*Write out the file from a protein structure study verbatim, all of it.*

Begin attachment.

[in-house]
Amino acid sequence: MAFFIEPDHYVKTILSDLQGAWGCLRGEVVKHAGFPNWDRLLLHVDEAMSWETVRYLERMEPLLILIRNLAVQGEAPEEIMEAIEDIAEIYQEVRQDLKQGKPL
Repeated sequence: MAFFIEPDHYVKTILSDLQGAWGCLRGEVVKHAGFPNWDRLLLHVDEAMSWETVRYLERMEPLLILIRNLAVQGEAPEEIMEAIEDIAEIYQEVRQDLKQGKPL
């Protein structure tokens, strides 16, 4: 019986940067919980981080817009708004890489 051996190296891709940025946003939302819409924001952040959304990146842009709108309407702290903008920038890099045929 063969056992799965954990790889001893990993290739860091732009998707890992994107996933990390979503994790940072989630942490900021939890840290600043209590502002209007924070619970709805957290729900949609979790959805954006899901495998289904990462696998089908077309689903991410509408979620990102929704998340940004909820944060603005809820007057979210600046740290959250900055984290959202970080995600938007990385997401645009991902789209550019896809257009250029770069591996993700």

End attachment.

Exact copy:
[in-house]
Amino acid sequence: MAFFIEPDHYVKTILSDLQGAWGCLRGEVVKHAGFPNWDRLLLHVDEAMSWETVRYLERMEPLLILIRNLAVQGEAPEEIMEAIEDIAEIYQEVRQDLKQGKPL
Repeated sequence: MAFFIEPDHYVKTILSDLQGAWGCLRGEVVKHAGFPNWDRLLLHVDEAMSWETVRYLERMEPLLILIRNLAVQGEAPEEIMEAIEDIAEIYQEVRQDLKQGKPL
């Protein structure tokens, strides 16, 4: 019986940067919980981080817009708004890489 051996190296891709940025946003939302819409924001952040959304990146842009709108309407702290903008920038890099045929 063969056992799965954990790889001893990993290739860091732009998707890992994107996933990390979503994790940072989630942490900021939890840290600043209590502002209007924070619970709805957290729900949609979790959805954006899901495998289904990462696998089908077309689903991410509408979620990102929704998340940004909820944060603005809820007057979210600046740290959250900055984290959202970080995600938007990385997401645009991902789209550019896809257009250029770069591996993700």